What’s in the Middle?
Two Voices or Three in Ancient Greek?
It has long been taken for granted in reference works, grammars and elementary introductions that Ancient Greek had three grammatical voices, active, passive and middle. Yet scholars have always had great difficulty in characterising the middle voice in a straightforward and convincing way, and language learners are often perplexed to find that most of the middles they find in texts fail to exemplify the function, usually involving some notion of self interest, that is typically ascribed to this voice. This article therefore re-examines the Ancient Greek middle, both through the lens of a general survey of “middle voice” functions across languages, and through the analysis of all the medio-passive verb forms attested in Book 1 of Plato’s Republic.
The principal observations are that Ancient Greek middles do not represent a regular pattern of usage either from a typological point of view or as employed specifically in Republic 1 (the database is in fact partly extended to other works). Accordingly, the main conclusion is that the Ancient Greek middle is not a grammatical voice sensu stricto, i.e. a regular syntactic alternation applying to all verbs with a given set of properties and expressed by a regular morphological form with a predictable semantic function. Rather, it appears to be a convenient collective name for a large set of “autonomous” verb forms that are either clearly deponent (i.e., have no active counterparts) or that have been lexicalised in a specialised meaning vis-à-vis their supposed active counterparts (i.e., are also deponents in practice, despite appearances). In all probability, therefore, medio-passive morphology, whatever it once represented in terms of function, was recharacterised prehistorically as “passive” morphology, leaving a residue of verbs exhibiting forms with non-passive functions. Presumably, these survived as “middles” only because they had no active counterparts or had been assigned innovative meanings that distinguished them from any formally related actives.
Allan, Rutger J. 2003. The Middle Voice in Ancient Greek: A Study in Polysemy. Leiden and Boston: Brill.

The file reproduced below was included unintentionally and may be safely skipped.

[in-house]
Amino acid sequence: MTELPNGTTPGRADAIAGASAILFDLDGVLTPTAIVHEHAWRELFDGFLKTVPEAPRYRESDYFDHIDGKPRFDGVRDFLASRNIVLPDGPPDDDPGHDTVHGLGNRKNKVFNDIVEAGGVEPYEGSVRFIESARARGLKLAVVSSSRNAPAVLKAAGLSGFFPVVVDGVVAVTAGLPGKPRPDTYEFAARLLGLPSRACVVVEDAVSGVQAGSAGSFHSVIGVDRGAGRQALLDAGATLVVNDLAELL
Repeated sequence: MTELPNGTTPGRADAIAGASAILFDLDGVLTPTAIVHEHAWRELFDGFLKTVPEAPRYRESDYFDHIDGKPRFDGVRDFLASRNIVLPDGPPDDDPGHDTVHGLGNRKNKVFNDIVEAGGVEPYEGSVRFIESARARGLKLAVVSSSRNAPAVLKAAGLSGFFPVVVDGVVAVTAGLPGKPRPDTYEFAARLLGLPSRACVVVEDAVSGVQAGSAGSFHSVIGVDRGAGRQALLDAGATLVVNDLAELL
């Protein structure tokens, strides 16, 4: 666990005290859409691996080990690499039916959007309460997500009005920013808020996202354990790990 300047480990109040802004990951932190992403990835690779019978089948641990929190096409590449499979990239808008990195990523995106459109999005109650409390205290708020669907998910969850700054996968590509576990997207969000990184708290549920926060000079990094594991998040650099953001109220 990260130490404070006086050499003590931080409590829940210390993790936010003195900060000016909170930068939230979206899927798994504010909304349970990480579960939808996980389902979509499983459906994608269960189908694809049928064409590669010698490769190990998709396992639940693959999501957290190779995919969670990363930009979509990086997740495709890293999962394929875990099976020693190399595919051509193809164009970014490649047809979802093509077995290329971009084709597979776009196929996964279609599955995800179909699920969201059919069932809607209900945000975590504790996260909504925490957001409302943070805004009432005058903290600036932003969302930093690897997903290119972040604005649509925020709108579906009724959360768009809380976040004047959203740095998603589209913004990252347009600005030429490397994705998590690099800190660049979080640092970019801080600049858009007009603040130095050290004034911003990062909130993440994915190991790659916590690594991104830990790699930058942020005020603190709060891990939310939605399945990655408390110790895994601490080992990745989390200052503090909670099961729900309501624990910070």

Allan, Rutger J. 2006. “Sophocles’ Voice: Active, Middle and Passive in the Language of Sophocles.” In Sophocles and the Greek Language: Aspects of Diction, Syntax and Pragmatics, edited by Irene J. F. de Jong and Albert Rijksbaron, 111‒126. Leiden and Boston: Brill.
Allan, Rutger J. 2014. “Voice.” In Encyclopedia of Ancient Greek Language and Linguistics Online, edited by Georgios K. Giannakis. Leiden and Boston: Brill. http://dx.doi.org/10.1163/2214-448X_eagll_COM_00000373.
Bakker, Egbert J. 1994. “Voice, Aspect and Aktionsart: Middle and Passive in Ancient Greek.” In Barbara A. Fox and Paul J. Hopper, eds., 23‒47.
Barber, Elizabeth J. W. 1975. “Voice – Beyond the Passive.” In Proceedings of the First Annual Meeting of the Berkeley Linguistic Society, edited by Cathy Cogen, Henry Thompson, Graham Thurgood, Kenneth Whistler, and James Wright, 16‒24. Berkeley: Berkeley Linguistic Society.
Chantraine, Pierre. 1927. “Le rôle des désinences moyennes en grec ancien.” Revue de philologie, de littérature et d’ histoire anciennes 5:153‒165.
Conti, Luz. 2006. “Untersuchung der sogenannten inhärent reziproken Verben im Altgriechischen: Semantische und syntaktische Eigenschaften.” Historische Sprachforschung 119:168‒185.
Duhoux, Yves. 2000. Le verbe grec ancien: éléments de morphologie et de syntaxe historiques. Deuxième édition, revue et augmentée. Louvain-la-Neuve: Peeters.
Fox, Barbara A., and Paul J. Hopper, eds. 1994. Voice: Form and Function. Amsterdam and Philadelphia: John Benjamins.
García Gual, Carlos. 1970. El sistema diatético en el verbo griego. Madrid: Instituto Antonio de Nebrija.